Poison Ivy or Poison Oak
The image from my last post The normal teenage experience was either poison ivy
or poison oak from the local Metropark.
I had been immune to it or so I thought.
I was arrogant and I had to pay the price.
Fifteen years of manual removal of
the three armed demon without incident.
I never changed my method, my dress, my disposal.
White plastic grocery store bag
solarized the captured invasive for one week
then disposal in a public garbage can.
However, the last time I fought the battle
I was in a new location
with a stronger strain of urushiol
on a new cocktail of medications
and under tremendous stress while pregnant.
Had I been thinking coherently
about my body and its normal protective immune system
I would have remembered
my medication had a warning about sun sensitivity.
I scoffed at it. I double scoffed. I laughed out loud.
I have never had a sun burn before why would I get one now.
I’m very cautious with sun exposure. I wear long white sleeves.
I wear a hat. I was careless.
Body chemistry changes that allow sun burn also
could mean I was no longer immune to poison oak, ivy, or sumac
I had forgotten,
my body was not my own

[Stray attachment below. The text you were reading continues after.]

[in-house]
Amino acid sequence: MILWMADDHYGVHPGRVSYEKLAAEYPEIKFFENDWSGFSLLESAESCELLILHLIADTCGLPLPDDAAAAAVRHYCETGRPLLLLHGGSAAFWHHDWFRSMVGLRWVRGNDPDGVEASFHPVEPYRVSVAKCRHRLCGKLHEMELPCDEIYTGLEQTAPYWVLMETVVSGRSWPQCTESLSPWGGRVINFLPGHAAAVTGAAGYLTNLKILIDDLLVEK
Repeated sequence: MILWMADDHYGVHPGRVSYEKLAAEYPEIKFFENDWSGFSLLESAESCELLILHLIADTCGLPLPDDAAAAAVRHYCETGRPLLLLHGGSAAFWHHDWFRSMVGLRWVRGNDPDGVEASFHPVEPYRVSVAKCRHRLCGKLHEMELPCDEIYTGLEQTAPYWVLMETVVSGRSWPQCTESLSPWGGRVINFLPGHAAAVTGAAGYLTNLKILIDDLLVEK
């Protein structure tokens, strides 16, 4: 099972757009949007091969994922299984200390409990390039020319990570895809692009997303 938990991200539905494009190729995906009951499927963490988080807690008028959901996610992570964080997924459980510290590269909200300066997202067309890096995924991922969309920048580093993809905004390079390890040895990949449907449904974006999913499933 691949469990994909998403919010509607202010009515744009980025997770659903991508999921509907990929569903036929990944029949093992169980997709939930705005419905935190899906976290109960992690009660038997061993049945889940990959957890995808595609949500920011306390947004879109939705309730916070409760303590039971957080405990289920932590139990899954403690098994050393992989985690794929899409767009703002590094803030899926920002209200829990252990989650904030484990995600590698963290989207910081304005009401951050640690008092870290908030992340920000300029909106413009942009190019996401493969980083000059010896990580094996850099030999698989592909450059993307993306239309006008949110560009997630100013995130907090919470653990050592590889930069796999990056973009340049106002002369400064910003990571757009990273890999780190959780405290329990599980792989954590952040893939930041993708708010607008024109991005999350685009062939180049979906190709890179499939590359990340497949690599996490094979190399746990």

the rough and tumble vessel
was busy growing a body and protecting
my unborn child from my meds,
my stress and my accident.
My immune system said to me,
“Screw you. You don’t pay me enough for double duty.”
So, I got poison ivy
It started at my left wrist
(edge of my gloves, bottom of my sleeve)
then crept up my sleeve
I felt the itching, ejected my gloves and
hobbled inside to wash, wash and wash the exposed area.
Instead, it spread, spread and spread to unexposed skin.
To both arms and legs it travelled
before I called another gardener for help.
She gave me the name of a product to look for.
The pharmacist had given me
another option that BURNED.
I was already itching,
I didn’t want to feel like I was on fire as well.
I looked like I had caught the plague.
I would not die from it, but the itching was something
unbearable, untenable, tenacious.
Rhus toxicodendron or Rhus radicans
had surrounded the tree in my front yard.
I wrapped the base of the tree in black plastic for a season,
then removed the vines, roots and soil from the base of the mulberry tree.
I wanted to save the tree
now I want it gone.
I can’t pull it,
dig it out or burn it.
If I cut it down
it will still exist mixed with the tree roots.
Pick your battles.
I think I’ll move and let it be.
2 thoughts on “Poison Ivy or Poison Oak”
The photo is poison ivy. Poison oak is common in California. Poison oak’s leaves are lobed much like an actual oak’s leaves.
Thank you Kitt. 🙂
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